Ensure a safe and affirming community for LGBTQ students

  • Include visible signs (such as Zoom backgrounds) to show that you are LGBTQ affirming.
  • Normalize pronoun sharing by sharing your preferred pronouns and create spaces for students to share their pronouns.


Technology access is a barrier to learning for many students. Lack of access to technology disproportionately affects under-resourced students as well as Indigenous, Black, Brown and other students of color.

Training for students and families

  • For many students and families, learning online is new and they will need explicit instructions on how to access specific information such as resources/materials, assignments, and online calendars. They will also need to learn how to turn in assignments, how to communicate with educators individually, and how to participate in online group activities.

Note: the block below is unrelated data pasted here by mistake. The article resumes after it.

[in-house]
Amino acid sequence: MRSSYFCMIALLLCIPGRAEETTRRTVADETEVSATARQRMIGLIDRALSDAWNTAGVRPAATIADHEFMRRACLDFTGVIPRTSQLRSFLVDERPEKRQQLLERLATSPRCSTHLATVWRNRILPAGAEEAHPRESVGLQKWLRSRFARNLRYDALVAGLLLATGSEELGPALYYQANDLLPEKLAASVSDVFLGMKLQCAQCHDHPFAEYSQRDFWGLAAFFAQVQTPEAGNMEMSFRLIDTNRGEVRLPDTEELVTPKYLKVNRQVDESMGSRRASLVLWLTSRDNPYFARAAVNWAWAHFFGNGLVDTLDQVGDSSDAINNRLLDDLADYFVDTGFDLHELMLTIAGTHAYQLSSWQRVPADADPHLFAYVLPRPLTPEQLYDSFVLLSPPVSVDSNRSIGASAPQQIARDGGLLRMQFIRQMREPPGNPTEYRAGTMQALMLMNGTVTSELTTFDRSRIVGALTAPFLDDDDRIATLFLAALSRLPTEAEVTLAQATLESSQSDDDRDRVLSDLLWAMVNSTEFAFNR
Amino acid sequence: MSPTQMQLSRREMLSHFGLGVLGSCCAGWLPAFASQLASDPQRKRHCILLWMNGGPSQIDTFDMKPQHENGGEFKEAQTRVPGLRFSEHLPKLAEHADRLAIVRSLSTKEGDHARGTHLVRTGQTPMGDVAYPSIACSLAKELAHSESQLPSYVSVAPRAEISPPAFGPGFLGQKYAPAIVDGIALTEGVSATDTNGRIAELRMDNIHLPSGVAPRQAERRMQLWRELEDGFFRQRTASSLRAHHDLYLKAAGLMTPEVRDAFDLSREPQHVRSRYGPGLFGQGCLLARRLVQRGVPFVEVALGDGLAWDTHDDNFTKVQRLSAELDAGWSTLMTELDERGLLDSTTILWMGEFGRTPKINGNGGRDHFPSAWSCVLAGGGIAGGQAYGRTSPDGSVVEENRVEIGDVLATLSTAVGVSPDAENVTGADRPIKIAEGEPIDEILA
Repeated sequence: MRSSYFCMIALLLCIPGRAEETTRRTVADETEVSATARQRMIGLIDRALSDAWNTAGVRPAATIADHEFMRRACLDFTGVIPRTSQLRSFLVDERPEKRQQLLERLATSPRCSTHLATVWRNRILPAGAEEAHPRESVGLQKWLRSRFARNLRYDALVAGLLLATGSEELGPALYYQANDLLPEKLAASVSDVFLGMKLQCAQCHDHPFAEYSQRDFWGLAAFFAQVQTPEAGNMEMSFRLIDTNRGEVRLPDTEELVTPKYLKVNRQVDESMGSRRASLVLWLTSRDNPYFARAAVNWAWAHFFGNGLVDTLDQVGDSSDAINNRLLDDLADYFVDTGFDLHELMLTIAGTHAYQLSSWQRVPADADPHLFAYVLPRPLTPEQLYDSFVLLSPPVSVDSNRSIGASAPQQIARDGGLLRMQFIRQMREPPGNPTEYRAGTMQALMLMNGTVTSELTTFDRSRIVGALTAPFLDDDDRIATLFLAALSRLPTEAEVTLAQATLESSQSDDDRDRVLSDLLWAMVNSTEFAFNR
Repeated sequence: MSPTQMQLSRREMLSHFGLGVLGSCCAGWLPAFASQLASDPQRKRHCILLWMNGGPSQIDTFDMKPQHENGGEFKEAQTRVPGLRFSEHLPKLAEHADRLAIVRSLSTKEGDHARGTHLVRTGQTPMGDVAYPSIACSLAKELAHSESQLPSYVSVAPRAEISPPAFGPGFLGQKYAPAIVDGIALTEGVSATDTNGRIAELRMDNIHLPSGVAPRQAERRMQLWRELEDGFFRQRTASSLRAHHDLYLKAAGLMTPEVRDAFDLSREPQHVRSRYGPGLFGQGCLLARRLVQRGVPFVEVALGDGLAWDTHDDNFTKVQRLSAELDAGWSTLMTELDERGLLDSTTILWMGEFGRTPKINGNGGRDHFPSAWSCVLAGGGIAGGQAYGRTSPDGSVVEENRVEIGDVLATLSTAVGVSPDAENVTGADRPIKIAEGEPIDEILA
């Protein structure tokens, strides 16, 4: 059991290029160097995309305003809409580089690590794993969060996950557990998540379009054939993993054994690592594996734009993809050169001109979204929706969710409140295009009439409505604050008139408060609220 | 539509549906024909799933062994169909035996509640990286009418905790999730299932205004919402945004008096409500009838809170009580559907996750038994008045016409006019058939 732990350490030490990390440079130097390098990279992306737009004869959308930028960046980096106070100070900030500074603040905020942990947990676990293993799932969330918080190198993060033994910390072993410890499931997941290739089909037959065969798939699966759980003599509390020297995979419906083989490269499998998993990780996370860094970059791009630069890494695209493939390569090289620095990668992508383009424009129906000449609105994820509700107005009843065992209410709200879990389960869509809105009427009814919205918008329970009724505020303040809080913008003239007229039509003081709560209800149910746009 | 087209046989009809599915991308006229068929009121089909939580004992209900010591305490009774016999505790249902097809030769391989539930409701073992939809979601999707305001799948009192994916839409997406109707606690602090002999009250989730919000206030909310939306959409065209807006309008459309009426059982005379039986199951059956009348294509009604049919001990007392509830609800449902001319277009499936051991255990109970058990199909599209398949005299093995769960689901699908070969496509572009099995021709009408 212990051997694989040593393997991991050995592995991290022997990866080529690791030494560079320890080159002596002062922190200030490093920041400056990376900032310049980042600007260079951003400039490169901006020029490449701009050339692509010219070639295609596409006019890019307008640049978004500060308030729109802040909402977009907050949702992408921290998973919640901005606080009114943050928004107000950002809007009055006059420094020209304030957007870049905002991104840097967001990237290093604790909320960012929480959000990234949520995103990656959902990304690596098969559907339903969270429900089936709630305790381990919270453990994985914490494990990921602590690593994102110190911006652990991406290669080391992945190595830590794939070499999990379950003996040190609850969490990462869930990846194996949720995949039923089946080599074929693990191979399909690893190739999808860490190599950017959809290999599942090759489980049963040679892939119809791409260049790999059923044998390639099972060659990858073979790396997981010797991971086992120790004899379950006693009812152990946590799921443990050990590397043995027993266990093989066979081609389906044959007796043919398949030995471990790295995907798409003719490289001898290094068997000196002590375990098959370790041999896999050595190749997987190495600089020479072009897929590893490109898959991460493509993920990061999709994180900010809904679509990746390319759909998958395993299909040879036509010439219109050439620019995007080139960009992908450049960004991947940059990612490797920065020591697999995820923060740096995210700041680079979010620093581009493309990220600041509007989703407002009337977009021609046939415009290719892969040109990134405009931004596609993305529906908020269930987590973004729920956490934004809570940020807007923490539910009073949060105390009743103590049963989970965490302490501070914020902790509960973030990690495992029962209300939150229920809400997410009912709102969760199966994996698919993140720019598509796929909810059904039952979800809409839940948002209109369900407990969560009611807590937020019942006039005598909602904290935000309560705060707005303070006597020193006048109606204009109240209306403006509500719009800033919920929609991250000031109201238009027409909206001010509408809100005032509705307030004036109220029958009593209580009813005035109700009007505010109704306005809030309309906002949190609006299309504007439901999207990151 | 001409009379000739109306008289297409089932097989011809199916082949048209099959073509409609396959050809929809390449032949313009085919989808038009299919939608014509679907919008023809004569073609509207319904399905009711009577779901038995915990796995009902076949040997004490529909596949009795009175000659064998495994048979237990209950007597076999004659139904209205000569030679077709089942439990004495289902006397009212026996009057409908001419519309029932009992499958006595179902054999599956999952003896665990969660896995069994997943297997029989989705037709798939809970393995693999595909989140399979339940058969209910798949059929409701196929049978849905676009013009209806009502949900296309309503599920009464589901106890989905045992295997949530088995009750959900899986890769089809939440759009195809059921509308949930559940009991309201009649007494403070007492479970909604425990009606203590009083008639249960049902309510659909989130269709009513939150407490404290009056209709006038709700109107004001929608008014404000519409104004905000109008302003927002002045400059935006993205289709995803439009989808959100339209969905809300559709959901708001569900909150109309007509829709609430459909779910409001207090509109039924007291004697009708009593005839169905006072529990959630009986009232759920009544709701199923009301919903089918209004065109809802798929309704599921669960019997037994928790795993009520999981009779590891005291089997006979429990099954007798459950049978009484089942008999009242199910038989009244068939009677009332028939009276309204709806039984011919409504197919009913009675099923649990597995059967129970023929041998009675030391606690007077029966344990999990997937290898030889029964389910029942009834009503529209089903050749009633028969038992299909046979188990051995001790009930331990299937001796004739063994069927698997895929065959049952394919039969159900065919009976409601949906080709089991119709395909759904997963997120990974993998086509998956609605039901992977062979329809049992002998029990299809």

• Share information with students and families about who to contact for technical support for loaned devices and connectivity issues.
  • For students without access to technology, consider providing them with printed information on how materials, resources, and assignments will be provided to them and how to turn in assignments.
  • For students with devices that do not have reliable Internet connectivity, consider providing resources and assignments on individual thumb drives. If available, provide families with a list of internet hot spots within the district.

Assessing student needs

  • Consider giving students and/or parents a short survey (either online or in print) to assess their technology needs, including number of devices in the home (tablets, cell phones, Chromebooks, computers), availability and type of internet access, number of persons using devices in the home, connectivity, level of experience with using technology use, preferred ways to access to technology, comfort with connectivity/device access, and preferred methods for receiving printed information if connectivity is or becomes an issue.


  • Establish norms to ensure a respectful learning environment for all learners.
  • Provide information and resources to students and parents about cyberbullying, including how to recognize it and how to report it.